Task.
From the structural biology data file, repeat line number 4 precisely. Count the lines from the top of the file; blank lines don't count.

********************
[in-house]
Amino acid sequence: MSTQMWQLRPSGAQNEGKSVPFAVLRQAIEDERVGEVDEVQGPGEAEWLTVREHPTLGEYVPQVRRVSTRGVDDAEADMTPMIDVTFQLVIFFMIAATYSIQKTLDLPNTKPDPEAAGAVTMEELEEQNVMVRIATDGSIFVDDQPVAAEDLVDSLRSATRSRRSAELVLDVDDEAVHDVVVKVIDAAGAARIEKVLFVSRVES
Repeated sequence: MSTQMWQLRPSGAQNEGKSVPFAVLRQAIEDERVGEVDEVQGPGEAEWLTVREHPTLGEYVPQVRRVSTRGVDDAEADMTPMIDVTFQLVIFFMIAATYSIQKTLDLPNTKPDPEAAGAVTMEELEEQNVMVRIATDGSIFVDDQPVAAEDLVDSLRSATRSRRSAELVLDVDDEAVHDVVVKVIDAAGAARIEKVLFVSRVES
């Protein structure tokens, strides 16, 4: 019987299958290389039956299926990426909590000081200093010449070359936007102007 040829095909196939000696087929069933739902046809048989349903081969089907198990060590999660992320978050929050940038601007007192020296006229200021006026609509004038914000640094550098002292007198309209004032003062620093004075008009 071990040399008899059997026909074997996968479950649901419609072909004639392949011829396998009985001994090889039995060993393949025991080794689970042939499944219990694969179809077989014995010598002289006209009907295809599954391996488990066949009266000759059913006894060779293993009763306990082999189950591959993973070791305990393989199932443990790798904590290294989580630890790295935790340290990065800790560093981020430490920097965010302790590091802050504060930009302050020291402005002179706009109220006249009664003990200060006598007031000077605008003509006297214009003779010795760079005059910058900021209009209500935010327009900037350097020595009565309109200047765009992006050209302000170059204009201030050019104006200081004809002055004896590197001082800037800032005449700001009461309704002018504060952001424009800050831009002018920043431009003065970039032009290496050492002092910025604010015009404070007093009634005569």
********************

């Protein structure tokens, strides 16, 4: 019987299958290389039956299926990426909590000081200093010449070359936007102007 040829095909196939000696087929069933739902046809048989349903081969089907198990060590999660992320978050929050940038601007007192020296006229200021006026609509004038914000640094550098002292007198309209004032003062620093004075008009 071990040399008899059997026909074997996968479950649901419609072909004639392949011829396998009985001994090889039995060993393949025991080794689970042939499944219990694969179809077989014995010598002289006209009907295809599954391996488990066949009266000759059913006894060779293993009763306990082999189950591959993973070791305990393989199932443990790798904590290294989580630890790295935790340290990065800790560093981020430490920097965010302790590091802050504060930009302050020291402005002179706009109220006249009664003990200060006598007031000077605008003509006297214009003779010795760079005059910058900021209009209500935010327009900037350097020595009565309109200047765009992006050209302000170059204009201030050019104006200081004809002055004896590197001082800037800032005449700001009461309704002018504060952001424009800050831009002018920043431009003065970039032009290496050492002092910025604010015009404070007093009634005569």